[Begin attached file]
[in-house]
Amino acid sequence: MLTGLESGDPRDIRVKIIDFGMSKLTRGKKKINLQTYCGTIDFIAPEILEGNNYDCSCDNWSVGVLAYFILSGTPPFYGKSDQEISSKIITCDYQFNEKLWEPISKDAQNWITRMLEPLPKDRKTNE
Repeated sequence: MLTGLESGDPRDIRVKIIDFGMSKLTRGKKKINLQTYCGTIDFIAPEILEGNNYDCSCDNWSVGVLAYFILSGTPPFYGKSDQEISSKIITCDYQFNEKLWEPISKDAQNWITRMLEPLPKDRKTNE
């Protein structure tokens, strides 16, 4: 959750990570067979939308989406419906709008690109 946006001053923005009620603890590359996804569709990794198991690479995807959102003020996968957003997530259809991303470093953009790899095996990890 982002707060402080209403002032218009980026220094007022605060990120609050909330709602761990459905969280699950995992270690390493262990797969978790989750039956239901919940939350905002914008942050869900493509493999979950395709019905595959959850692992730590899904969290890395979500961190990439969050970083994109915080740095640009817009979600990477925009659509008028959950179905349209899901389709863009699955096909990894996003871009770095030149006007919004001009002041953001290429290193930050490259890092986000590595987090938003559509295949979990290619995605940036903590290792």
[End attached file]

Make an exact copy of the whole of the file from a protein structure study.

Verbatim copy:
[in-house]
Amino acid sequence: MLTGLESGDPRDIRVKIIDFGMSKLTRGKKKINLQTYCGTIDFIAPEILEGNNYDCSCDNWSVGVLAYFILSGTPPFYGKSDQEISSKIITCDYQFNEKLWEPISKDAQNWITRMLEPLPKDRKTNE
Repeated sequence: MLTGLESGDPRDIRVKIIDFGMSKLTRGKKKINLQTYCGTIDFIAPEILEGNNYDCSCDNWSVGVLAYFILSGTPPFYGKSDQEISSKIITCDYQFNEKLWEPISKDAQNWITRMLEPLPKDRKTNE
């Protein structure tokens, strides 16, 4: 959750990570067979939308989406419906709008690109 946006001053923005009620603890590359996804569709990794198991690479995807959102003020996968957003997530259809991303470093953009790899095996990890 982002707060402080209403002032218009980026220094007022605060990120609050909330709602761990459905969280699950995992270690390493262990797969978790989750039956239901919940939350905002914008942050869900493509493999979950395709019905595959959850692992730590899904969290890395979500961190990439969050970083994109915080740095640009817009979600990477925009659509008028959950179905349209899901389709863009699955096909990894996003871009770095030149006007919004001009002041953001290429290193930050490259890092986000590595987090938003559509295949979990290619995605940036903590290792």